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Haste maketh waste, and in the fast- paced world of technology, there's a lot of it. In <?xml:namespace prefix = st1 ns = "urn:schemas-microsoft-com:office:smarttags" />California, home of the technology revolution, 10,000 home computers and TVs are retired daily. While that amounts to a tiny fraction of the state's total waste stream, the issue is creating heaps of hype and hysteria about what to do with the growing amount of electronic waste or "e-waste." <?xml:namespace prefix = o ns = "urn:schemas-microsoft-com:office:office" />
This year, California became the first state to hold consumers responsible for their e-mess. Californians buying a TV, home computer, or laptop must now pay $6 to $10 to finance a costly program to collect and recycle all used machines throughout the state.
While the fee may seem insignificant, there is little reason to believe it will remain low for long; the cost to recycle a single computer is six times that amount. Advocacy groups such as the Silicon Valley Toxics Coalition, who have been aggressively lobbying the state and Congress for mandatory recycling laws, already are arguing the fee does not go far enough. They would like to see the fee raised to $60 per product to cover the full costs of recycling.
California's new law also requires manufacturers to rethink the way they build computers. By 2007, they must phase out lead—currently used in computers to protect users from the tube's X-rays—mercury, cadmium, and other substances crucial to the operation of PCs.
The widespread panic is based on misinformation spread largely by powerful eco-activist groups who believe the growing amount of electronic waste reflects the ills of a "throwaway" society and that recycling e-waste is our moral obligation to achieve "zero waste tolerance." Among the myths bandied about are that e-waste is growing at an uncontrollable, "exponential" rate; and that heavy metals contained in computers are leaking out of the landfills, poisoning our ground soil.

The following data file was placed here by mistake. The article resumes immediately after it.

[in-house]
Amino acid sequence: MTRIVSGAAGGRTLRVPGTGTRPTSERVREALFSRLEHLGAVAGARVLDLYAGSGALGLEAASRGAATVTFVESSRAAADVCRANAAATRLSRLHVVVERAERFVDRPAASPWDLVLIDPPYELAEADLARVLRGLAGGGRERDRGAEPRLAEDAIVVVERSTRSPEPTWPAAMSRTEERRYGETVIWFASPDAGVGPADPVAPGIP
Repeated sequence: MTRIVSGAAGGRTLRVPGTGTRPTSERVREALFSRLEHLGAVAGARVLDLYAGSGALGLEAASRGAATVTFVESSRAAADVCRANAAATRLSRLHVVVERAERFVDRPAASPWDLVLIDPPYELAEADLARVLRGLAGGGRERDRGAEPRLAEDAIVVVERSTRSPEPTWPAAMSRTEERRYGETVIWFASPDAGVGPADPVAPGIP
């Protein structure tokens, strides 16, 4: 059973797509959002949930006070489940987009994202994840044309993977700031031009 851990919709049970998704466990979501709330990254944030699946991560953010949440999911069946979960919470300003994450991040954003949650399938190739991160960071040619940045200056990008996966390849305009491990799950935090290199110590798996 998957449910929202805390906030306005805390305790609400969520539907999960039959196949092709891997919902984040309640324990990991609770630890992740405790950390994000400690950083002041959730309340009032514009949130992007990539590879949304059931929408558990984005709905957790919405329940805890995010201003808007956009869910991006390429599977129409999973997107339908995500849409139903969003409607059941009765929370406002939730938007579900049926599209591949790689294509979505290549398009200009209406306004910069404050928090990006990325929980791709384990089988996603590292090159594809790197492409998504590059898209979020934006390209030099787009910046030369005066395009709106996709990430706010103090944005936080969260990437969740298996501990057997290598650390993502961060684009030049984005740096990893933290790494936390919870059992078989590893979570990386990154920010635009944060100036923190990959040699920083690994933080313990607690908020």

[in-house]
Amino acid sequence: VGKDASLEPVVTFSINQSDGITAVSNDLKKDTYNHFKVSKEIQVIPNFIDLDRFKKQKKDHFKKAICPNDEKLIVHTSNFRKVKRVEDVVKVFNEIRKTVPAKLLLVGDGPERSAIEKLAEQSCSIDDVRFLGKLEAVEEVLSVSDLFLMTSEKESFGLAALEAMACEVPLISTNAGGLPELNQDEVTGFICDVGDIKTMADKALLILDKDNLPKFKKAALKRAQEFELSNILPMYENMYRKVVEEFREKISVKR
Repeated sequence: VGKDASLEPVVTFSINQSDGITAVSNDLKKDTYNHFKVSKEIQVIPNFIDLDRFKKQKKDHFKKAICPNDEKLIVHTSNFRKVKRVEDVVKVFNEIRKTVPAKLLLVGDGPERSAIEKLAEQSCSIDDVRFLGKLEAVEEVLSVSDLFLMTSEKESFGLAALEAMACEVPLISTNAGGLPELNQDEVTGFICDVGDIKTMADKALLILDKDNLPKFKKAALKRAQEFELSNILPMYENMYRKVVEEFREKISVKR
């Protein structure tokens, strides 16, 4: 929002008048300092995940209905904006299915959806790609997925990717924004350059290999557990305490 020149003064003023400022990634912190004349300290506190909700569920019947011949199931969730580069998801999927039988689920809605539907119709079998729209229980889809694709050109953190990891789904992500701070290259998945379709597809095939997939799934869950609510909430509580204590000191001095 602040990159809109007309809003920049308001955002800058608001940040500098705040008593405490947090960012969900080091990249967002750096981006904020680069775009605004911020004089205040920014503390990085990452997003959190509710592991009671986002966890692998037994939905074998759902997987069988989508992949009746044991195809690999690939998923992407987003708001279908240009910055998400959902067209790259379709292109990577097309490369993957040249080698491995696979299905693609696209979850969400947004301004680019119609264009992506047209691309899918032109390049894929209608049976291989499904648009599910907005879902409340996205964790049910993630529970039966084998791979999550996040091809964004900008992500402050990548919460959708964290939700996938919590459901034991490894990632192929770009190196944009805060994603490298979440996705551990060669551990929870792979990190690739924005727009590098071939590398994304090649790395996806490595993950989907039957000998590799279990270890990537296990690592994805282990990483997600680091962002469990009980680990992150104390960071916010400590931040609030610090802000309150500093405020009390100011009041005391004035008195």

In reality, e-waste has remained at only 1 percent of the total municipal waste stream since the U.S. EPA began calculating electronics discards in 1999. Furthermore, the annual number of obsolete home computers is expected to level off at 63 million this year and will then begin to decline. While that still sounds like a lot of computers, it's not an unmanageable amount. Our landfills are fully equipped to handle all our waste—e-waste included.
Nor is there any scientific evidence that e-waste in landfills presents a health risk. Landfills are built today with thick, puncture-resistant liners that keep waste from coming into contact with soil and groundwater. Timothy Townsend of the University of Florida, a leading expert on the effects of electronic waste in landfills, conducted tests in 2003 on 11 municipal landfills containing e-waste from TV and computer monitors, along with other solid waste. He and his associate Yong-Chul Jang found concentrations of lead far below the safety standard and less than 1 percent of what EPA's lab tests had predicted. "There is no compelling evidence," according to Townsend, that e-waste buried in municipal landfills presents a health risk.
Similarly, a yearlong, peer-reviewed study released last March by the SolidWaste Association of North America concluded "extensive data show that heavy metal concentrations in leachate and landfill gas are generally far below the limits established to protect human health and the environment."
The real problem is for state lawmakers who, based on misplaced fears, banned TVs and PCs from municipal landfills in 2001 and now don't know where to put the mounting discards. But mandated recycling is not the answer. The costs, ultimately passed on to consumers in the form of taxes and higher purchase prices, are staggering—$500 a ton of e-waste to recycle versus $40 a ton to landfill.
Furthermore, bans on the use of lead, mercury, cadmium and flame retardants, as required under California's new law by 2007, will unleash a host of unintended health and environmental risks. For example, there are no realistic alternatives to lead, crucial in the production of display monitors to protect users and also used in solders to attach metal components to printed circuit boards. Substitutes have been widely tested but none has proved to be as efficient or reliable.
Nor are tin-silver-copper combinations, the leading substitute, likely to pass muster in the Golden State since they are also heavily regulated under California's stringent environmental laws. Other known substitute metals fail to provide a strong enough solder joint and, according to the Journal of Electronic Materials, are considered a "potential reliability concern."
There is some good news. Increasingly, manufacturers are moving on their own to recycle their products, and they're doing it better and cheaper than government. Hewlett-Packard, Dell, Gateway and IBM are just a few of the many manufacturers operating their own recovery programs, recycling over 160 million pounds of e-waste a year. Equally as promising is e-Bay's new "Rethink Initiative" to provide online guidance and tools to consumers on recycling, donating, or even selling their used machines.
How to make these efforts even more successful? Keep government's nose out of the e-garbage.